Neuroscientists urge teachers to give pupils time

Children should take their time in answering questions rather than making quick-fire responses, study shows

John Roberts

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Teachers who deliver quick-fire lessons in which pupils are encouraged to be the first to put their hands up may be getting it wrong, according to new brain science research. 

Neuroscientists who asked 90 pupils to carry out a series of maths and science puzzles based on challenging misconceptions found that those who took longer to respond tended to answer more accurately. 

The scientists say this ability to stop and think – known as "inhibitory control"  – is a key part of learning. 

Professor Michael Thomas, director of the Centre for Education Neuroscience, will present the research at the London Festival of Learning today. 

He said: “We all have to learn things that are at odds with oeverydayday experience, and that’s the nature of maths and science learning.

“So maybe you’ve just learned four is bigger than two: then you have to learn that a quarter is smaller than a half.

“To understand that, you have to understand that your existing knowledge may mislead you.

"Sometimes the thoughts you don’t have are as important as the thoughts you do.” 

To explain this, researchers highlight how children have to understand that the earth is round even though it may look flat to them.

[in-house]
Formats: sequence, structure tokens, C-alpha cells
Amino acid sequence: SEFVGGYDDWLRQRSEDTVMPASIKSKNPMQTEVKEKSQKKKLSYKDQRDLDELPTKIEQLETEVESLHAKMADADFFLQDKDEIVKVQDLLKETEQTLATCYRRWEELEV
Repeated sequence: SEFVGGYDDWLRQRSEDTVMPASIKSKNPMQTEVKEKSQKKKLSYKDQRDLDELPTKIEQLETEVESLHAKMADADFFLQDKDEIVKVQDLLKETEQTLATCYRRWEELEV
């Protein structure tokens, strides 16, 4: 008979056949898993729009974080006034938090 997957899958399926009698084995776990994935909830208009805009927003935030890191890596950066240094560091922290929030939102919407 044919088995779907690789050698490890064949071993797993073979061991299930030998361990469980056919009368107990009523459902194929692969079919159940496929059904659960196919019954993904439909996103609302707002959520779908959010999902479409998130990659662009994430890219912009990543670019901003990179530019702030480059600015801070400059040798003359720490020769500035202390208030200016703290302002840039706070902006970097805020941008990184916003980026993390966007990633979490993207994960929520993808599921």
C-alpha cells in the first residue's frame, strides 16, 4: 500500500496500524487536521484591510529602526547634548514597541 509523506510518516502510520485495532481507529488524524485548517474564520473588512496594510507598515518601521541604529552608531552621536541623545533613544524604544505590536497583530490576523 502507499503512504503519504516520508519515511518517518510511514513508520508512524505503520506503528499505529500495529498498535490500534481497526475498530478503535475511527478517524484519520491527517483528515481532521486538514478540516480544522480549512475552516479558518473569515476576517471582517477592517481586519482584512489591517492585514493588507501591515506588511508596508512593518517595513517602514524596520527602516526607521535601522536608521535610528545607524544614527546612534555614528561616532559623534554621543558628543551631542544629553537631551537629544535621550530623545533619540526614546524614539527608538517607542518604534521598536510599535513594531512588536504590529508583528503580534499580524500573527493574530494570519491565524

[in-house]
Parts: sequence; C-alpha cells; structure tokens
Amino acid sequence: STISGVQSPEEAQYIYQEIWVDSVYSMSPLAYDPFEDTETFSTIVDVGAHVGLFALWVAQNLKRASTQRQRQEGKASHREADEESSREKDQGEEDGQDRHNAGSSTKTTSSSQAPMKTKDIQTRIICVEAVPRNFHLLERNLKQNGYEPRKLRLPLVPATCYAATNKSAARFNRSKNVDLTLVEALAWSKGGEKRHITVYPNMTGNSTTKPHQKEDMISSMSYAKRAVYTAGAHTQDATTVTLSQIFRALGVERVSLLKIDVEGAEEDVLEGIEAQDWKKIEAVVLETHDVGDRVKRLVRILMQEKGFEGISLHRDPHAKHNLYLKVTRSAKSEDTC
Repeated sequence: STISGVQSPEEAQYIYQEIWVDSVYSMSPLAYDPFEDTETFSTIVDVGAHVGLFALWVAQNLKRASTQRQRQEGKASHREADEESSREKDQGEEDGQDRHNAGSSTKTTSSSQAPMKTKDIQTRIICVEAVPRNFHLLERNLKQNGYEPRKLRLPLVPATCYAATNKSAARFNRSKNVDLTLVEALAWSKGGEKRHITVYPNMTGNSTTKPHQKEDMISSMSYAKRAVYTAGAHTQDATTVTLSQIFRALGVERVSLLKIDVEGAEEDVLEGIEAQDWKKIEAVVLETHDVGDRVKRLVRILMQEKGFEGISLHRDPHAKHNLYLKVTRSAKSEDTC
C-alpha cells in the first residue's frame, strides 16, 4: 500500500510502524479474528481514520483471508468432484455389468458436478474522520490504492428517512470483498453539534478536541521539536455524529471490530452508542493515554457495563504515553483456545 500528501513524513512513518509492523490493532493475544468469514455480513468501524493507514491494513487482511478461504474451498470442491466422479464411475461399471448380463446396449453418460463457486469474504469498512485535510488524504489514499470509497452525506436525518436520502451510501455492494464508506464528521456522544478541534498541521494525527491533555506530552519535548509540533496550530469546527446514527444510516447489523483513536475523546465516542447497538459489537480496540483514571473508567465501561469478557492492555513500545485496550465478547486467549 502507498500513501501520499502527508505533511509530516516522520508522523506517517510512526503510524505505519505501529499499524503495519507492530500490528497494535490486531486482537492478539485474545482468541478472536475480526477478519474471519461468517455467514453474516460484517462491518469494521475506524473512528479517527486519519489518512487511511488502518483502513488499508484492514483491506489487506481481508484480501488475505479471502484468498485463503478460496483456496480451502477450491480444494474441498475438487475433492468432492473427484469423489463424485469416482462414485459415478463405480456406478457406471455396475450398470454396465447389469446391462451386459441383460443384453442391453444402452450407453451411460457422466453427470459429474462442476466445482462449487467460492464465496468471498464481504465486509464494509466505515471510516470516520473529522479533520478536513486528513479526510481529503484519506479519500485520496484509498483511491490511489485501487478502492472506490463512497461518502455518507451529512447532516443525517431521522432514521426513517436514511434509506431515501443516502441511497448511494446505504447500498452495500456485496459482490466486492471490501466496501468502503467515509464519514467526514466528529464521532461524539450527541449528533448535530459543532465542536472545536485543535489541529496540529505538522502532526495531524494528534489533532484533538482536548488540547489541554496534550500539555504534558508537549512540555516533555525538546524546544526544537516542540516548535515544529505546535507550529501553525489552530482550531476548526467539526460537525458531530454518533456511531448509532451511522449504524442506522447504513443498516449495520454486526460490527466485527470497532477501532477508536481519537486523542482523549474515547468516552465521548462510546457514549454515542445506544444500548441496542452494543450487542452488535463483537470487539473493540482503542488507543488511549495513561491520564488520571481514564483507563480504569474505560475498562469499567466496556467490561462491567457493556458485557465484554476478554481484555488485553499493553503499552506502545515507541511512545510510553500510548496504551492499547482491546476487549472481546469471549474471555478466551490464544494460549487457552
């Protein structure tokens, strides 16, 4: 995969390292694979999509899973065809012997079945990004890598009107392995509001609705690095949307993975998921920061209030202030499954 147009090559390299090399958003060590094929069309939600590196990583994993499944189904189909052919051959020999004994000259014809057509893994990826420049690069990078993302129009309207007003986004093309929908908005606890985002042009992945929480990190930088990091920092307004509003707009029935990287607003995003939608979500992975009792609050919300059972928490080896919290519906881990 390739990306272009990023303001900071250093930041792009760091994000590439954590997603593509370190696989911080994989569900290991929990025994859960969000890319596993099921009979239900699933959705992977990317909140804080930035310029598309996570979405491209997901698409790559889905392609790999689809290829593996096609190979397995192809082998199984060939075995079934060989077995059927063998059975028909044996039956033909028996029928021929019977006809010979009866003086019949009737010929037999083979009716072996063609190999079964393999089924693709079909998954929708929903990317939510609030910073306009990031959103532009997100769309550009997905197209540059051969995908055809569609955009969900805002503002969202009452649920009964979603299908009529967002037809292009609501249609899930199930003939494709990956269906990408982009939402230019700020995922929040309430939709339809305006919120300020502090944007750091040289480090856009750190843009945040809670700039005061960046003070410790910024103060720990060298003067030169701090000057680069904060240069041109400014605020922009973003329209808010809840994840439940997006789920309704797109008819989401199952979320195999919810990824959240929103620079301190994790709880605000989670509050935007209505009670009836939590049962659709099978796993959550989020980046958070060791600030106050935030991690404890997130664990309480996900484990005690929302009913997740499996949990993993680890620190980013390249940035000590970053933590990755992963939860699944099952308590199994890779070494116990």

Taking time to answer questions

Their findings suggests that pupils who take longer to answer are more likely to be able to grasp and correct their own misconceptions. 

Encouraging pupils to take time to answer such challenging questions could help them to build knowledge and understanding, the researchers suggest. 

Researchers carried out a series of 48 maths and science tests with pupils at an urban secondary school.

On each trial, participants read a statement relating to science or maths, and pressed one of two keys to indicate whether they thought the statement was correct or incorrect. 

The team also carried out brain imaging on pupils while they did the tasks – and this confirmed the involvement of  “inhibitory neural circuits” when pupils were thinking about what researchers describe as “counterintuitive maths and science concepts”.

The research is part of the UnLocke project, funded by the Education Endowment Foundation and the Wellcome Trust, to investigate the effectiveness of training inhibitory control for teaching maths and science to school children across England. 

Prof Thomas added: “When you look at what children do, you can’t see whether they are suppressing irrelevant knowledge – but when they fail to do that, they make mistakes.

“Neuroscience can show us what’s going on inside the brain. And with the type of exercise that the Unlocke Project is using, we can train children to stop and think, and to pause before responding.” 

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John Roberts

John Roberts

John Roberts is North of England reporter for Tes

Find me on Twitter @JohnGRoberts

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